A wonderful thing about both cupcakes and essays is that they’re bite-sized. No commitment is required. Slogging through a book with which you disagree is a dismal endeavor indeed; an essay, on the other hand, is the perfect vehicle for a new flavor you’re not sure you like, but haven’t had the chance to try. 3quarksdaily is a wonderful hub for finding essays. Some of these are from 3quarks, some via friends, and some from the aether.

Comments

  1. #1 Comrade PhysioProf
    February 22, 2009

    I love fucking essays!

  2. #2 Meg
    February 22, 2009

    Excellent post! I love finding new things to read, and you are most right about essays being lovely and bite sized.

  3. #3 scicurious
    February 23, 2009

    I wanted to let you know (if you didn’t already) that the picture of the cupcakes you used above is from a place on 7th street in DC that sell cupcakes EXCLUSIVELY. It’s awesome.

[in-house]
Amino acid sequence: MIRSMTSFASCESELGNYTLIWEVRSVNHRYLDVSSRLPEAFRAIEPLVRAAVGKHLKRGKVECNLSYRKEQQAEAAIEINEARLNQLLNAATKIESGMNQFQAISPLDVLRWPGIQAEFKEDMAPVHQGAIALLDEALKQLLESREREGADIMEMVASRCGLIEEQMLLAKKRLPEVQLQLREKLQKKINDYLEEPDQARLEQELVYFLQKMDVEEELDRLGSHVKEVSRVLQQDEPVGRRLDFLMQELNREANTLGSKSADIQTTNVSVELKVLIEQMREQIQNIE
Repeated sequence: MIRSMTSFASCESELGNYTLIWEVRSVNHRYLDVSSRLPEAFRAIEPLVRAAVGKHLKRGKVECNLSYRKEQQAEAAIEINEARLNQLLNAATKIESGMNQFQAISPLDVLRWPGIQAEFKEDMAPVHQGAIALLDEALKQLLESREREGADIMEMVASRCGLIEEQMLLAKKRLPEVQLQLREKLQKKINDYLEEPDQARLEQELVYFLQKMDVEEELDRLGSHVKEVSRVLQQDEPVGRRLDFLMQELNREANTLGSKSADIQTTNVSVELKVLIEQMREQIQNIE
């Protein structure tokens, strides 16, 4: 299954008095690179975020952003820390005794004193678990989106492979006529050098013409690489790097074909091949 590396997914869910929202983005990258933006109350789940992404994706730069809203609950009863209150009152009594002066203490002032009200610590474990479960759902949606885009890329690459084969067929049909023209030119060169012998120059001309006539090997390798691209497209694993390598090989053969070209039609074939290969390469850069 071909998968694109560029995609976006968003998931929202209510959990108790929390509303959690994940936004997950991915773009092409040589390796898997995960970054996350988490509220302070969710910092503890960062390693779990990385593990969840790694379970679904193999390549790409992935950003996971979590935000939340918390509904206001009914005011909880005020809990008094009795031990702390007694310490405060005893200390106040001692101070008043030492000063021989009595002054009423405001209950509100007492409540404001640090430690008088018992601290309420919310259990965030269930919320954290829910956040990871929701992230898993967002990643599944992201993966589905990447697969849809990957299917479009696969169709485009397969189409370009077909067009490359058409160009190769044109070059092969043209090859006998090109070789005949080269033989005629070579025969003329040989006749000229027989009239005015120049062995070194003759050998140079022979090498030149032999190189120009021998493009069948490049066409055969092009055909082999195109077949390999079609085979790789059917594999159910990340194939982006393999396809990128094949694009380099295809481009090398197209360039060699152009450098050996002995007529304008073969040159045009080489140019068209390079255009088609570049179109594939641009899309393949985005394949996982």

4. #4 Jessica Palmer
    February 23, 2009

    Yeah, I took the photo. 🙂 I want to review Red Velvet Cupcakes when I have a chance, but I’ve only had one cupcake so far from them, so it’s unfair for me to compare it with Georgetown cupcakes (which is currently my ideal.) I’d like to have a cupcake party in which blind taste tests are conducted on cupcakes from CakeLove, Gtown Cupcakes, Red Velvet Cupcake, Hello Cupcake, and Lavender Moon (Alexandria) but the logistics of getting fresh cupcakes from all of those places is rough. 😉

  5. #5 Comrade PhysioProf
    February 23, 2009

    I’ll come to the cupcake party if you serve Jameson!